US Navy: ‘Hydro-Acoustic Anomaly’ Detected Near Where Argentine Submarine Went Missing

November 23, 2017 Updated: November 28, 2017

An explosion was reported near where the Argentine submarine went missing, the Argentine Navy confirmed Thursday.

The catastrophic explosion was recorded in the area of where the vessel went missing on Nov. 15, according to The New York Times.

The explosion was described as an “anomalous, short, violent” event by the Navy, and it effectively put a damper on the hopes of a team of rescuers trying to locate the submarine, which has 44 people on board.

“Until we don’t have certainty we’re going to carry on the search effort,” Capt. Enrique Balbi, a spokesman for the Argentine Navy, said Wednesday, adding that the international search team would continue to look.

A man rides his bicycle past the entrance of the naval base where the missing at sea ARA San Juan submarine sailed from, in Mar del Plata, Argentina November 18, 2017. (Reuters/Marcos Brindicci)

On Wednesday, the Navy received a report from the United States of a “hydro-acoustic anomaly” that had been detected hours after the submarine went missing, according to the BBC.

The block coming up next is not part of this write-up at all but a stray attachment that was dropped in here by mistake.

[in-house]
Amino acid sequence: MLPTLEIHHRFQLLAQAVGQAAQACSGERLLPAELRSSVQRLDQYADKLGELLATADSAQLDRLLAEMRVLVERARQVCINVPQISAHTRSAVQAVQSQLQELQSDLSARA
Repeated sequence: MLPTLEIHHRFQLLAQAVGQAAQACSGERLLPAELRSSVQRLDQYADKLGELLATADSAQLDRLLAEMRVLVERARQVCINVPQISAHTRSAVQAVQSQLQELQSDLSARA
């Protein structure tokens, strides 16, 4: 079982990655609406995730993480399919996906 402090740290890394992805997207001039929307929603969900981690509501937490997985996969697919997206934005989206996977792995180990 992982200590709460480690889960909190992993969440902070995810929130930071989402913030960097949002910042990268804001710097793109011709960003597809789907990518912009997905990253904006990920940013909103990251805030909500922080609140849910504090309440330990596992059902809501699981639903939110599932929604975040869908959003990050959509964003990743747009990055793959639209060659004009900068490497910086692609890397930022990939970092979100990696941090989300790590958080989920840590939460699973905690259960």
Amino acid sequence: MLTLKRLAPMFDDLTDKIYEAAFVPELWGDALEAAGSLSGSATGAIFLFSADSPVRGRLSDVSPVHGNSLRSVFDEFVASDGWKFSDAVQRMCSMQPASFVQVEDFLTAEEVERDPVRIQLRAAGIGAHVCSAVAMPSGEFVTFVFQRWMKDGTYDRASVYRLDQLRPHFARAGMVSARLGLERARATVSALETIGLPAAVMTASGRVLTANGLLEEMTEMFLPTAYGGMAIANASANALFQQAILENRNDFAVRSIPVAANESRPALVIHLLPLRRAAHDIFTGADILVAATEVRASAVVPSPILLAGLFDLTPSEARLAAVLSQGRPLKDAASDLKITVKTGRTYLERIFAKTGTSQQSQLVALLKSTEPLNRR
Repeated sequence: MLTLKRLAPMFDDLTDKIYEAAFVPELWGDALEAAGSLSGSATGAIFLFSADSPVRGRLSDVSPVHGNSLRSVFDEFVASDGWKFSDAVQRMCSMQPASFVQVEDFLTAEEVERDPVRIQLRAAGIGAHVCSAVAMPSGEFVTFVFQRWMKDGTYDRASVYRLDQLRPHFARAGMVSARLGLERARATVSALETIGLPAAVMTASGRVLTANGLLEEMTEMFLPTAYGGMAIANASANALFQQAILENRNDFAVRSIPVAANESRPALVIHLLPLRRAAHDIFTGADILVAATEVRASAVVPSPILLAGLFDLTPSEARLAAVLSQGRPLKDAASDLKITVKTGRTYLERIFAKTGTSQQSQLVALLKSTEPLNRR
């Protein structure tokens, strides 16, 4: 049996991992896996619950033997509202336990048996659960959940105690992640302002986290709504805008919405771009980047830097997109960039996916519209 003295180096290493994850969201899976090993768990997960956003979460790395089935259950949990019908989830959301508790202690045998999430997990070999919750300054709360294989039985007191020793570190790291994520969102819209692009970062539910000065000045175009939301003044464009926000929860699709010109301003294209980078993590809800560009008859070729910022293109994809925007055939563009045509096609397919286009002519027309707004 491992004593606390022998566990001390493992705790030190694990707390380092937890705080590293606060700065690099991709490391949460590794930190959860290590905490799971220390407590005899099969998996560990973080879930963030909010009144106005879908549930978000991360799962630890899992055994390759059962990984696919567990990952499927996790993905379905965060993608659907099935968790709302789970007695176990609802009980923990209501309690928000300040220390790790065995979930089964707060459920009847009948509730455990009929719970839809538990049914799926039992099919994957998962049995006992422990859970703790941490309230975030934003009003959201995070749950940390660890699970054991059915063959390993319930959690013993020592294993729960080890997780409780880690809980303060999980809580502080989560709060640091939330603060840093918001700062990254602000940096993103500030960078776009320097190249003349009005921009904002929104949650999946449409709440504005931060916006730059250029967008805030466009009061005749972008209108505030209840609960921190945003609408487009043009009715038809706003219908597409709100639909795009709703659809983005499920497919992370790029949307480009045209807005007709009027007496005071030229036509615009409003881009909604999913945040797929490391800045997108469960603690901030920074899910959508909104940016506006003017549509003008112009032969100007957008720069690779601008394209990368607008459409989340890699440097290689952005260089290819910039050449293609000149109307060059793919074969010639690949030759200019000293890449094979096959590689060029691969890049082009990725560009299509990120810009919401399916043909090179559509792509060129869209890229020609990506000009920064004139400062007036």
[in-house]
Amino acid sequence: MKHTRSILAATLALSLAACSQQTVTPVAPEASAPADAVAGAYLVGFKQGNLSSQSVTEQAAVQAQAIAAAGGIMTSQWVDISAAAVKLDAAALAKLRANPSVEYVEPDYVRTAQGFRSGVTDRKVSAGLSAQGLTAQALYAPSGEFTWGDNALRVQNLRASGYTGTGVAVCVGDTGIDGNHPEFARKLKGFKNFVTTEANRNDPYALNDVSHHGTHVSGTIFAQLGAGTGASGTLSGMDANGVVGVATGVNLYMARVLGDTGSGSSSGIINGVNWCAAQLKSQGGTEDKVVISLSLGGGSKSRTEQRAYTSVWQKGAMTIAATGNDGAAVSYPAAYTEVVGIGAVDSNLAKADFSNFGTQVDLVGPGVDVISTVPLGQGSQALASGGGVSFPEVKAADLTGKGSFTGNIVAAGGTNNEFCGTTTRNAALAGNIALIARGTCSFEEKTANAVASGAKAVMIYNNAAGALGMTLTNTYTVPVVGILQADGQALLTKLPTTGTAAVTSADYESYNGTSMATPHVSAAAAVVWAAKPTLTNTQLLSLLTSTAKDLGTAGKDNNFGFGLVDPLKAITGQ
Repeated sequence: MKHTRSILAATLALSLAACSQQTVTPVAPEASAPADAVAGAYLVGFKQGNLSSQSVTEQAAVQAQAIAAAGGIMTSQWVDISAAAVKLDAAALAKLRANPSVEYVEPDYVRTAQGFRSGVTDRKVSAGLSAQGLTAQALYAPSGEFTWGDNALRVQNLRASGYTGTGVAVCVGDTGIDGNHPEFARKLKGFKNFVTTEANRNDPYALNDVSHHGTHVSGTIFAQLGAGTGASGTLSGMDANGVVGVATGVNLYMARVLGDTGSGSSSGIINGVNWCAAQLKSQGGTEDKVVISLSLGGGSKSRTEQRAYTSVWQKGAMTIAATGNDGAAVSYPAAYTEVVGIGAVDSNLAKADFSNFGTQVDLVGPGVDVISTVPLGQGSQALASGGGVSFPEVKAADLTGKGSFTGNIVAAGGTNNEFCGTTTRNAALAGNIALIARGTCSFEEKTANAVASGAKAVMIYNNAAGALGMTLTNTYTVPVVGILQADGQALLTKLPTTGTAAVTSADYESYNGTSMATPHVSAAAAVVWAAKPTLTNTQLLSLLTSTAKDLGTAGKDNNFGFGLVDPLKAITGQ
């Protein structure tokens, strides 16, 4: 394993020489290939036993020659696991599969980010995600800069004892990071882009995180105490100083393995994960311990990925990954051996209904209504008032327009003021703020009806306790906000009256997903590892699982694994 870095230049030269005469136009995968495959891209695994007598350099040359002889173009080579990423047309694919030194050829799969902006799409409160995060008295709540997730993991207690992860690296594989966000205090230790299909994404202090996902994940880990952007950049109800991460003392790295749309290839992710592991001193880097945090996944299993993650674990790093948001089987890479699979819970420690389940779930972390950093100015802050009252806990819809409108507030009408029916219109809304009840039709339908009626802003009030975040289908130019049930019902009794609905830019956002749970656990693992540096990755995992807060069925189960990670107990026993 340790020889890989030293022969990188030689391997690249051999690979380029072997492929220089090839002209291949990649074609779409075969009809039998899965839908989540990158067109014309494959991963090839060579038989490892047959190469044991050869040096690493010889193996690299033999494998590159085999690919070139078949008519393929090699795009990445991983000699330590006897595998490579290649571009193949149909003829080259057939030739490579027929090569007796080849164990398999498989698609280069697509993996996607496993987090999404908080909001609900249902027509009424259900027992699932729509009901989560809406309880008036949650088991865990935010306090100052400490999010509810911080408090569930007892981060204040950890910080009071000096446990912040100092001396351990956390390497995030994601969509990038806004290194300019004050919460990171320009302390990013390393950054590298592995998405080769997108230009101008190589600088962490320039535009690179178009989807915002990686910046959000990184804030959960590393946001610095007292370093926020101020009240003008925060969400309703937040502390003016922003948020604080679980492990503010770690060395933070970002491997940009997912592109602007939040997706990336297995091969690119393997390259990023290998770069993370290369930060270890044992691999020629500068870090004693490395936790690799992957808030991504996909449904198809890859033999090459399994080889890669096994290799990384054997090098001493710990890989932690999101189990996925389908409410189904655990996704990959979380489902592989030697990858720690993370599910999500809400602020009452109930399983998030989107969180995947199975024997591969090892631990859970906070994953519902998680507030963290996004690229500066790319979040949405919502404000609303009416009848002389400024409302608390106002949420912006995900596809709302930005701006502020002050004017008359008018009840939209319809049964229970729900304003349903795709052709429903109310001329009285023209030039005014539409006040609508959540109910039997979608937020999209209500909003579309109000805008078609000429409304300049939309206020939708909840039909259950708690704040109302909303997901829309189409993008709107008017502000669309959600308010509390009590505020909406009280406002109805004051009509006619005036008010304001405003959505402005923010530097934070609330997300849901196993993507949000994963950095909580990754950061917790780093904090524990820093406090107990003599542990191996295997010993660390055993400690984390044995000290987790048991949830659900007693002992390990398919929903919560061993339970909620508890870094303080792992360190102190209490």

One crew member’s sister told the broadcaster: “I feel like I’m waiting for a corpse.”

Itatí Leguizamón, 29, who is the wife of a crew member, said that her husband was worried about the submarine’s maintenance. “My husband told me there were problems,” she said.

“They deceived us,” she said, adding that she felt the Navy didn’t disclose enough information. “They manipulated us.”

Experts say that the submarine has enough oxygen to last seven to 10 days, and Thursday marks the eighth day it’s been missing.

(U.S. Navy photo by Mass Communication Specialist 2nd Class Steven Khor/Released)

The submarine wasn’t armed with nuclear weapons and the explosion was not believed to have involved a weapon, Balbi said.

Brazil, Chile, Colombia, France, Germany, Peru, South Africa, Uruguay, the United Kingdom have sent ships or planes to aid in the search and rescue mission.

Cmdr. Erik Reynolds, a spokesman for the United States Navy, however, noted that the explosion-like detection wasn’t caused by volcanic or seismic activity. “That was not a natural sound you hear in an ocean environment,” he said, the New York Times reported.

“For the United States, this is still a search-and-rescue mission,” he added. “We’re still presuming that they’re alive.”



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